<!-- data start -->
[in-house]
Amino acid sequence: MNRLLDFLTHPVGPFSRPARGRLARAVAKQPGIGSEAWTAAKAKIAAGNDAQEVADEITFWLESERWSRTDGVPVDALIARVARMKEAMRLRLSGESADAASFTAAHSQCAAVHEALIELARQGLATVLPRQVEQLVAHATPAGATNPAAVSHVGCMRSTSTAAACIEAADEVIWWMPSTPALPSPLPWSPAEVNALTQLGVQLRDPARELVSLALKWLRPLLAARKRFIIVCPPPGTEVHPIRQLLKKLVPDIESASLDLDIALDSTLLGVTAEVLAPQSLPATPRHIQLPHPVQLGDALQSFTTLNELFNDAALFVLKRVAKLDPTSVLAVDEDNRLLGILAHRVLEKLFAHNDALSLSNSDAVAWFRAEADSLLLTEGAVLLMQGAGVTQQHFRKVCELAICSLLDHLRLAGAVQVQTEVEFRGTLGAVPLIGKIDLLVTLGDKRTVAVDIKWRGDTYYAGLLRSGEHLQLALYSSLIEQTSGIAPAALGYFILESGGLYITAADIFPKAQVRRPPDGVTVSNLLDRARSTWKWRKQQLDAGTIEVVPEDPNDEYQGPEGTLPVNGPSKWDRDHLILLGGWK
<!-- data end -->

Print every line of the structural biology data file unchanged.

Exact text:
[in-house]
Amino acid sequence: MNRLLDFLTHPVGPFSRPARGRLARAVAKQPGIGSEAWTAAKAKIAAGNDAQEVADEITFWLESERWSRTDGVPVDALIARVARMKEAMRLRLSGESADAASFTAAHSQCAAVHEALIELARQGLATVLPRQVEQLVAHATPAGATNPAAVSHVGCMRSTSTAAACIEAADEVIWWMPSTPALPSPLPWSPAEVNALTQLGVQLRDPARELVSLALKWLRPLLAARKRFIIVCPPPGTEVHPIRQLLKKLVPDIESASLDLDIALDSTLLGVTAEVLAPQSLPATPRHIQLPHPVQLGDALQSFTTLNELFNDAALFVLKRVAKLDPTSVLAVDEDNRLLGILAHRVLEKLFAHNDALSLSNSDAVAWFRAEADSLLLTEGAVLLMQGAGVTQQHFRKVCELAICSLLDHLRLAGAVQVQTEVEFRGTLGAVPLIGKIDLLVTLGDKRTVAVDIKWRGDTYYAGLLRSGEHLQLALYSSLIEQTSGIAPAALGYFILESGGLYITAADIFPKAQVRRPPDGVTVSNLLDRARSTWKWRKQQLDAGTIEVVPEDPNDEYQGPEGTLPVNGPSKWDRDHLILLGGWK